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Fishing Accords: The Political Ecology of Fishing Intensification in the Amazon

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Type: Thesis or Dissertation
Author: de Castro, Fábio
Date: 2000
URI: http://hdl.handle.net/10535/7912
Sector: Fisheries
Region: South America
Subject(s): fisheries
Amazon River region
co-management
social-ecological systems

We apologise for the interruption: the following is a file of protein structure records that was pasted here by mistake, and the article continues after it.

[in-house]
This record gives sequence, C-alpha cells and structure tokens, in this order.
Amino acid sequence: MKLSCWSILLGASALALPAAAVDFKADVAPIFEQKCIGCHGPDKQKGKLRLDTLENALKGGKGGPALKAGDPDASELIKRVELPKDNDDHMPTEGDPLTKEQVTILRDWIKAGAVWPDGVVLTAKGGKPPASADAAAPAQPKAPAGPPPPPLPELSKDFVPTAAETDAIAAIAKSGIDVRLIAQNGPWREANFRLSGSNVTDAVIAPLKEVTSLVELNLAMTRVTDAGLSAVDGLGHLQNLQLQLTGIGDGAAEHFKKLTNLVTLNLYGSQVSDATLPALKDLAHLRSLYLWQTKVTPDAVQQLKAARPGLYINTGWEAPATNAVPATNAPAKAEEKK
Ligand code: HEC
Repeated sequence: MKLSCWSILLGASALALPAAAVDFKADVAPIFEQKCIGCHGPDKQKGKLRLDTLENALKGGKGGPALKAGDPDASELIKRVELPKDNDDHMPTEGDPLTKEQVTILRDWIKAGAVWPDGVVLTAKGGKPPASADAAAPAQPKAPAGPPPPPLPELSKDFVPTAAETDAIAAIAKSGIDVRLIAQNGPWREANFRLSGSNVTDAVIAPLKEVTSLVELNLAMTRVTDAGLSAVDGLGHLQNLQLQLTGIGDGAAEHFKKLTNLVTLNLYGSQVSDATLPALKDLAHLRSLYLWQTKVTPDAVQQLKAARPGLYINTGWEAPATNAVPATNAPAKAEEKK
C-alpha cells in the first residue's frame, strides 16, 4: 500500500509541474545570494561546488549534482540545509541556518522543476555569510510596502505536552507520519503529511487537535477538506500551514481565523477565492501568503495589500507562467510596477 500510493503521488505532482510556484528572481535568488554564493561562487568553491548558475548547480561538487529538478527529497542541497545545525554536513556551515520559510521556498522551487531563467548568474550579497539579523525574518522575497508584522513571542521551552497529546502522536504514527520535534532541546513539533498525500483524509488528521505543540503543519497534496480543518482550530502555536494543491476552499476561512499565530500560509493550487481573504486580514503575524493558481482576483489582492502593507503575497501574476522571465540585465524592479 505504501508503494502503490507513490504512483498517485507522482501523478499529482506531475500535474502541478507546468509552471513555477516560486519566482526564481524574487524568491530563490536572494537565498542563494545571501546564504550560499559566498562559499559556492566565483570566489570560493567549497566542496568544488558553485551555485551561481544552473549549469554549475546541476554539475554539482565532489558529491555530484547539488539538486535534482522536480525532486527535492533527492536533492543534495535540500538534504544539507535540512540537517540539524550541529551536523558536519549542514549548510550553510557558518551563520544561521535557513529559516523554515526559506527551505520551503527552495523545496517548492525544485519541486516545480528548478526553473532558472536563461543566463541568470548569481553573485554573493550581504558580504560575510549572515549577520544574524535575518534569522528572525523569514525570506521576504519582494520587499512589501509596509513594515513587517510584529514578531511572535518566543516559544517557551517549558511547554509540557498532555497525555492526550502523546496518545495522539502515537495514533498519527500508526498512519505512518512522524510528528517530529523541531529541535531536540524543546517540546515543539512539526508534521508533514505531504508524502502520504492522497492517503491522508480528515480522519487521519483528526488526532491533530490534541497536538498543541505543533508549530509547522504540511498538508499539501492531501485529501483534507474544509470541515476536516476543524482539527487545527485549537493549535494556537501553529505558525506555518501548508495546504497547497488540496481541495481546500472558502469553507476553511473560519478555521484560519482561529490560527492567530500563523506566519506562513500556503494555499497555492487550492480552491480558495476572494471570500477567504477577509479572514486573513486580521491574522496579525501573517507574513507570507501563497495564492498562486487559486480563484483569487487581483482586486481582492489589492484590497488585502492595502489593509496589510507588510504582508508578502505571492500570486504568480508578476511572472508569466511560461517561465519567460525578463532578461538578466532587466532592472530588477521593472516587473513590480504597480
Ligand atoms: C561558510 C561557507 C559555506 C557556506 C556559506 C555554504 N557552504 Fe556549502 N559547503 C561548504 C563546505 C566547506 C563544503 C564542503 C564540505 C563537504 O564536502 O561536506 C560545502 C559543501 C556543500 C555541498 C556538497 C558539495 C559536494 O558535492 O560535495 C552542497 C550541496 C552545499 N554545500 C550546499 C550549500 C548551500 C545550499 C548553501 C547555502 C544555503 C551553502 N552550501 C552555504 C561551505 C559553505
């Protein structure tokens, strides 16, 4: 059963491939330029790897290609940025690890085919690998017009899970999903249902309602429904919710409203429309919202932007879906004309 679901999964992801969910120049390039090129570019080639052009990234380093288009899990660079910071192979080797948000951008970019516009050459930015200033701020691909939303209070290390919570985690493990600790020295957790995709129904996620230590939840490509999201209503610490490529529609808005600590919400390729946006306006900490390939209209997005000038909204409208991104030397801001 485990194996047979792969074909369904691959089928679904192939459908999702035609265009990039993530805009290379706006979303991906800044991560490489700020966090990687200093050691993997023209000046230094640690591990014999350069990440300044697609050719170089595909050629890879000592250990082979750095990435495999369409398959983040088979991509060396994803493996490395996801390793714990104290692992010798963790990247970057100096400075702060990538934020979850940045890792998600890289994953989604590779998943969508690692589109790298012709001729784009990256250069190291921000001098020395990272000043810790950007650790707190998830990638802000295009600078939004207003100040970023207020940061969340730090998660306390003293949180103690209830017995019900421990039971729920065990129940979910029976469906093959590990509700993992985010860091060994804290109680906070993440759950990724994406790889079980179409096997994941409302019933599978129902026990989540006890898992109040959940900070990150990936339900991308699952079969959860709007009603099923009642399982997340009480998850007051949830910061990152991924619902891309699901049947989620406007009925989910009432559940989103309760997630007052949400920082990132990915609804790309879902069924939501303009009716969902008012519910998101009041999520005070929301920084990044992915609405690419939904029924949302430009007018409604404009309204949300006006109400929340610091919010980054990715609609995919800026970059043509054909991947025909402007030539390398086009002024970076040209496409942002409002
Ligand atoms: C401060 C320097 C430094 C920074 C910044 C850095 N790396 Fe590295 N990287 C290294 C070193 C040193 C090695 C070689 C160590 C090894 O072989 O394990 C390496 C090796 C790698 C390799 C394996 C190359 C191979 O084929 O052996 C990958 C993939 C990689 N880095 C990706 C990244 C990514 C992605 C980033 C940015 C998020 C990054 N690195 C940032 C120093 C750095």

Abstract: "This study addresses human responses to environmental change. In particular, it analyzes fishing accords, a recent local fishing management instrument created by the floodplain populations in the Amazon. The dissertation identifies the major factors related to the emergence, maintenance, and performance of the fishing accords in order to examine the incentives to create this local management system, and its potential ecological outcomes. Data were obtained by combining secondary data from local publications, and primary data from community census and extensive fieldwork between 1991 and 1997 including interviews, participant observation, and structured questionnaires on household socioeconomy and fishing production. A regional analysis of the fishing accords in ecological, historical socioeconomic, and institutional contexts highlights the major factors influenceing its emergence and maintenance. then, a community-based analysis of two cases of fishing accords evaluates the variability of preformance between the two communities. Finally, a summary of the theoretical findings is presented that realte fishing accords to floodplain co-management for the Lower Amazon. The findings reveal the importance of human agency in the performance of local management systems. Thes heterogeneity of ecological opportunities and local social organization present in floodplain communities creates diverse incentives to individuals to participate in this collective endeavor. The study finds that fishing accords can improve the ecological system when the local population is able to control local decisions, can solve internal conflicts, has access to other resources, and when the ecosystem can be managed by local rules. Therefore, fishing accords are not a panacea to improve fishing productivity or provide fish conservation. Rather, formal recognition of those institutions should rely upon an evaluation of the social features of the population as well as of the ecological features of the system to be managed in order to determine the degree of fit."

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